By Cain Adams
Trinity Logistics/Longboard Logistics
Is there going to be enough water next year for crops grown in the Western states? Knowing other crops take less water to grow, will farmers plant as many onions? Will the freight rates come down next year?
These three questions came up this week while talking to shippers. Another question I asked was, “In one small thought, how has 2021 changed your business?”
“I snore when I sleep and think it’s the 15 pounds added.”
“It’s changed everything.”
“Forced us to rethink carrier development strategies and reengineer sales processes based on the freight market.”
“We got throttled down on both onion and truck capacity. There was no ‘extra’ business to be had. We had to prioritize customers and remove the tire kickers and price matchers.”
“I would say transportation costs have customers looking to other areas for onions. When you couple the high onion prices compared to years past and the high freight rates compared to years past, it has people rethinking what area of the country they are sourcing their onion needs from. And you can’t lay all the blame at the feet of the carriers as the trucking industry is like anything else out there. Supply and demand. So that is what I see being a hurdle this season compared to years in the past.”
Most drivers and transportation managers do not look at how much water a region will be given. Freight managers look at how much volume of freight is in a region and the possibility of locking in a contract or finding spot market freight. The transportation company looks at credit of a customer not their farming practices. Data is more important and its usually based on prior years of operations. So, what will happen in 2022 when freight managers look at 2021 as a benchmark year?
We have no idea what will happen in 2022, but we can see much change in 2021. And change is good.
Change and chaos shift profits from one place to another. Change may feel like a wild river, but change also creates different paths just as a wild river does in nature. We have seen technology grow this past year in tracking, automated lumper service apps, scheduling and safe practices on docks.
Moreover, with the lack of drivers, increased fuel costs and increased freight rates we saw leaps of success in automated and electric trucking companies. Instead of money being invested further into the oil industry, it’s landing on the desks of the Teslas of the world.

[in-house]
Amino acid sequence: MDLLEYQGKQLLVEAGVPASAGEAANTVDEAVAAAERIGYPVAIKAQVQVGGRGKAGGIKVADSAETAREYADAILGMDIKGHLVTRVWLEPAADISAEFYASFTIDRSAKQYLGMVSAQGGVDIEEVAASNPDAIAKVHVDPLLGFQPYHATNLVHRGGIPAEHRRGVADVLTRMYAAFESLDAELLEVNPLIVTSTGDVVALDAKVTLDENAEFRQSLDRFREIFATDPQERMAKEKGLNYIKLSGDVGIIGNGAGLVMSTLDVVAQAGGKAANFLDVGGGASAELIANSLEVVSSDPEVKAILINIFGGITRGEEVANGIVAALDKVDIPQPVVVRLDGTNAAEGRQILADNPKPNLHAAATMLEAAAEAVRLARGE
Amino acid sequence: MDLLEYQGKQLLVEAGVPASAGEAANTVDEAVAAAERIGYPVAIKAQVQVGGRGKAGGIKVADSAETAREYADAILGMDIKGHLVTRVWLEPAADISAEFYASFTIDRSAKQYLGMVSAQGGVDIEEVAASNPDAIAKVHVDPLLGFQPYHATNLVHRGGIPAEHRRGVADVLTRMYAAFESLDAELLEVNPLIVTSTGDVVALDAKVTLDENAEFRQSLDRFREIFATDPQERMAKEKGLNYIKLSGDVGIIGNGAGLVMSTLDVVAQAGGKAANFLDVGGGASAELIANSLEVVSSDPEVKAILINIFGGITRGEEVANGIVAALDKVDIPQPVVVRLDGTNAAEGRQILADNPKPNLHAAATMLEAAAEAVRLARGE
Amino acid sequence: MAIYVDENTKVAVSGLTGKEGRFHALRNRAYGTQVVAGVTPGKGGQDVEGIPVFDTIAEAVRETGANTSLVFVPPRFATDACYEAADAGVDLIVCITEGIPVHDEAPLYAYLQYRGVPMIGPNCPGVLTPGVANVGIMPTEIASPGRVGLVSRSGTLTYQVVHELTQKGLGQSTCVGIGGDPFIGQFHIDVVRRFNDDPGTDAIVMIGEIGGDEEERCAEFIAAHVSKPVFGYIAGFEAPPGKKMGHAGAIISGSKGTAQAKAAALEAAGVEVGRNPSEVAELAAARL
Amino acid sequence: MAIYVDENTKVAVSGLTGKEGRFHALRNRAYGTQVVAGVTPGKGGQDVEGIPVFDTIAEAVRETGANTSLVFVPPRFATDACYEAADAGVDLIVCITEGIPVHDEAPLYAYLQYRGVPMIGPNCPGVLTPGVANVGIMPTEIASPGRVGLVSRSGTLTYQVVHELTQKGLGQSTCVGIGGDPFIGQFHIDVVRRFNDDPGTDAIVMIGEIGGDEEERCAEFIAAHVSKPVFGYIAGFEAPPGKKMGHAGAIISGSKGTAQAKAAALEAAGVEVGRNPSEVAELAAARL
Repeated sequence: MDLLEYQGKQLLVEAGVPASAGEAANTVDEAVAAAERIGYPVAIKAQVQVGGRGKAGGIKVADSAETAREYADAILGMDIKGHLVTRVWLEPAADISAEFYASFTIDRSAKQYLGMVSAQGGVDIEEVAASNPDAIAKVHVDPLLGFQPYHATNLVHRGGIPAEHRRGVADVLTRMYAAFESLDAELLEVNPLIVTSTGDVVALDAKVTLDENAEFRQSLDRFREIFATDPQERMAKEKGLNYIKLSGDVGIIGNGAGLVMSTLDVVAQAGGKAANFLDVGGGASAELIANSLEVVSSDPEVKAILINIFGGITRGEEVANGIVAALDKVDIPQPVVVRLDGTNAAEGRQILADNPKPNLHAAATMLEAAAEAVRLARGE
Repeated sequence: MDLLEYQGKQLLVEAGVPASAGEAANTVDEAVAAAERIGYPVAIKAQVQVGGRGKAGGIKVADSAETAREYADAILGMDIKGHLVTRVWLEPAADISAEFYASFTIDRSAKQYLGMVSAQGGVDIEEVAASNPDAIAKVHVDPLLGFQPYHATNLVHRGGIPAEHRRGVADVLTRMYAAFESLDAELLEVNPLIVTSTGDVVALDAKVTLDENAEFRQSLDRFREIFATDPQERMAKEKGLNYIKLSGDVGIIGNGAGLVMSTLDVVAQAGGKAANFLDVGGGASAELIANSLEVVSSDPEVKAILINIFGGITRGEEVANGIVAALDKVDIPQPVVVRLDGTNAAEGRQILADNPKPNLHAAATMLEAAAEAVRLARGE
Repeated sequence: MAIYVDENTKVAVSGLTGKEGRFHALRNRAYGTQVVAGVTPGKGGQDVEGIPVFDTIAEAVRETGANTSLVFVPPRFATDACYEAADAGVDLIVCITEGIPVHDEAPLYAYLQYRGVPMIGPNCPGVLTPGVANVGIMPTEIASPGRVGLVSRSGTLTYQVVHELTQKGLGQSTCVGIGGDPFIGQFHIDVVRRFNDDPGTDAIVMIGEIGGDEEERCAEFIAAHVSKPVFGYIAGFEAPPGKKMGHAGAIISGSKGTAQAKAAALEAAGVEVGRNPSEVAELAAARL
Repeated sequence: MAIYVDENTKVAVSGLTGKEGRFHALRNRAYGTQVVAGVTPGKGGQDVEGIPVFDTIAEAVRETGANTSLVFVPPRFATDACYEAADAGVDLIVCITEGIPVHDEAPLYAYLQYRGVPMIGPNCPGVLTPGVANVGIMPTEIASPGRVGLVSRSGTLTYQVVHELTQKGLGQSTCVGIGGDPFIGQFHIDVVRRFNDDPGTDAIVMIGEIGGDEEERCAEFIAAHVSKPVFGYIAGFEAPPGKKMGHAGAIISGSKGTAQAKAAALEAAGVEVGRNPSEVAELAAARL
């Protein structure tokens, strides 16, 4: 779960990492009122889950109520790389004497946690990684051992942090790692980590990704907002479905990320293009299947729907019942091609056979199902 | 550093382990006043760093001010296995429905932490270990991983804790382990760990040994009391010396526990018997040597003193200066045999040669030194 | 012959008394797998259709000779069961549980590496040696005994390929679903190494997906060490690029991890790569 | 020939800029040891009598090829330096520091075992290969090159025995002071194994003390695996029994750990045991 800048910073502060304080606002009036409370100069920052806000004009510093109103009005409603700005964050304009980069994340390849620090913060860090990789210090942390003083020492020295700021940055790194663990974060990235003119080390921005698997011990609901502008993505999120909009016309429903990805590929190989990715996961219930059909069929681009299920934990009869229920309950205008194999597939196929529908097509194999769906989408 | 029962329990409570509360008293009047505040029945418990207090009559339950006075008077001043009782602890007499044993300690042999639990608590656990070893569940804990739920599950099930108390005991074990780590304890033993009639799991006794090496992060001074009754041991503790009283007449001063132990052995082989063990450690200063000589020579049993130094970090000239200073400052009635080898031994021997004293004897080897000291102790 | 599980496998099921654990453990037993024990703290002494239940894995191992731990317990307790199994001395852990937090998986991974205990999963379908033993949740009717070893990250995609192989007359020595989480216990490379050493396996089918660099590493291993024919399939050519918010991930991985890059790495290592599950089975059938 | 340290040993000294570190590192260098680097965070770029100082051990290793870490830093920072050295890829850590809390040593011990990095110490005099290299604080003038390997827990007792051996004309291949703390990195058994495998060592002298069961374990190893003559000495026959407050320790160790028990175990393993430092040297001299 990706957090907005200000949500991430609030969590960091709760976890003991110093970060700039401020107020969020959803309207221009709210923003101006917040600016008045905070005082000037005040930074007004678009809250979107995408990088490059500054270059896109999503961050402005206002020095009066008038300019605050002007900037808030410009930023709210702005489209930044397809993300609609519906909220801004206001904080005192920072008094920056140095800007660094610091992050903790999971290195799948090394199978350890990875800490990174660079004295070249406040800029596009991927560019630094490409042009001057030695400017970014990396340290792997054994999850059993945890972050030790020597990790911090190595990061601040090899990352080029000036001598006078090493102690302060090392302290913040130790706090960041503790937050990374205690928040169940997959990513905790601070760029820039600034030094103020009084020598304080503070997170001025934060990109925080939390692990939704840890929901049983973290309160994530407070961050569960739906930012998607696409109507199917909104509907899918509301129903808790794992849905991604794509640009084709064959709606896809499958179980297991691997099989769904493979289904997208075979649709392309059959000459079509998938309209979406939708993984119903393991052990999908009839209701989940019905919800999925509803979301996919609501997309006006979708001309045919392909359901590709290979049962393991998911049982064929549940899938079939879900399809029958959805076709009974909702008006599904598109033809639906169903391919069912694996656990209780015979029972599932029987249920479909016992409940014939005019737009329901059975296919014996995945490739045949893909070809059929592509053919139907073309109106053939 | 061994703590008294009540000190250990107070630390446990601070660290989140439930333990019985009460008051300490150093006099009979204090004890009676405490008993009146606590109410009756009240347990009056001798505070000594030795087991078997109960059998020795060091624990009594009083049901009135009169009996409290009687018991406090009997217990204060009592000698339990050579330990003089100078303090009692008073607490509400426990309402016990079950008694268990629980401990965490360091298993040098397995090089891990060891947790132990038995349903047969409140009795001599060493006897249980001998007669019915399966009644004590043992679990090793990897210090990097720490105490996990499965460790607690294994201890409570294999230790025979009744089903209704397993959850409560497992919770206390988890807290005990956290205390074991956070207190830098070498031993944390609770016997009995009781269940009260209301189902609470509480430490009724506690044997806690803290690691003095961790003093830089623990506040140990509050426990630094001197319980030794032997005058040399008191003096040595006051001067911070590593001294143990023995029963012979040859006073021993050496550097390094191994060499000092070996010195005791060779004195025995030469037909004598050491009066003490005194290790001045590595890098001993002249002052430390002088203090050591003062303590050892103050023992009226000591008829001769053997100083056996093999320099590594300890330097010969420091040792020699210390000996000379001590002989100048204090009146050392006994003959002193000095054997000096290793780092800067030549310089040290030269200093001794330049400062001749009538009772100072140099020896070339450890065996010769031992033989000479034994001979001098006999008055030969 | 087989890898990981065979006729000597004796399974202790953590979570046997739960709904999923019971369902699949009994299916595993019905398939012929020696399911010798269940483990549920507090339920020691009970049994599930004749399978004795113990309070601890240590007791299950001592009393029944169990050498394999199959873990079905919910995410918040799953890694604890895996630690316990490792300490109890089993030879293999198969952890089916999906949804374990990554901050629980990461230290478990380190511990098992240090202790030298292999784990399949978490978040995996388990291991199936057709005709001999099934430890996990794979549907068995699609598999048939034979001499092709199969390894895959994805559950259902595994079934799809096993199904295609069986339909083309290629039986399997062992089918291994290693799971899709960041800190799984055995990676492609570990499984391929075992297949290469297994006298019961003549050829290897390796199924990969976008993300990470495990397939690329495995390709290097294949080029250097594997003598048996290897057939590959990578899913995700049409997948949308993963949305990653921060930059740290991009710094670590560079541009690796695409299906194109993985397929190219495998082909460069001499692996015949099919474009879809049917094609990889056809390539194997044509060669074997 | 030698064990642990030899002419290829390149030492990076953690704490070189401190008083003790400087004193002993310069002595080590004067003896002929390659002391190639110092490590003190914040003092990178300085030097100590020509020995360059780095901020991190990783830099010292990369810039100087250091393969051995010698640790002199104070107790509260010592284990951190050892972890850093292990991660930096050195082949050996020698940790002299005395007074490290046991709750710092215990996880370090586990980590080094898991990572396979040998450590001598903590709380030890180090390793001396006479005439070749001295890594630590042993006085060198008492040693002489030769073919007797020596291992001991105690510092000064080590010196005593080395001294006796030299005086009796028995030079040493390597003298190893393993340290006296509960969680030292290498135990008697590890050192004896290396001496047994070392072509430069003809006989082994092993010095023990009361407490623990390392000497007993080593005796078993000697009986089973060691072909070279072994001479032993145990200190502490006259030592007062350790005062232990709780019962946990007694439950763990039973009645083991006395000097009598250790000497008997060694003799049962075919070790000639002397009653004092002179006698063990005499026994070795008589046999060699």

These changes trickle down and help other industries while leaving some behind. Drivers are covering their overhead and staying home more. Shippers, shoppers and receivers are all trying to be more efficient.
More shippers are asking carriers to set loading appointments, shoppers are doing home delivery and curb side pickup, receivers like Walmart are leasing their own staging areas at ports. It is all changing.
Farming too may see changes in the future, due to higher shipping costs, labor hardships and uncertainty. More land may be put up for sale to build a subdivision, school or park. Rates may get to a point where farmers call it quits. Conglomerations would happen, and those still in business may see higher profit margins with less competition in the marketplace.
The loser may be the consumer who pays higher prices unless efficiencies are worked on. The loser may be tractor companies who don’t have as many farms to sell equipment to. But, the tractor companies may be able to create different business formats such as leases or rental stations. We have no idea what the future holds, but we cannot always look at change and think it is a bad thing. We cannot look at higher prices and think, “Oh no.”
“Everything has changed.” This to me, is the most thought-provoking statement. It’s a wide-open statement and makes us think of what may come and what we can change in ourselves.
Americans are resilient in nature. In my opinion, we seem to handle things a bit different than any other country. Some Americans may wear skinny jeans and color our hair, but that too is showing we are not afraid of change. We seem to navigate the changing rivers and finding opportunity in each new bend. This is why I am hopeful and excited to see 2022 come.
2022 will be a pivotal year like 2021. The strong will survive change because the strong will acknowledge, reflect, plan and execute. Those who do not make changes may see it as a hard year.
Inflation, interest rates, labor, fuel prices, driver availability, freight mix. These words should be remembered as we go into the new year. Be aware and make 2022 a pivotal year for your business. Change is here.
Now what? What will you do each day to make your business amazing? Happy 2022. I hope each of you is successful in your own way. Cheers, Cain Adams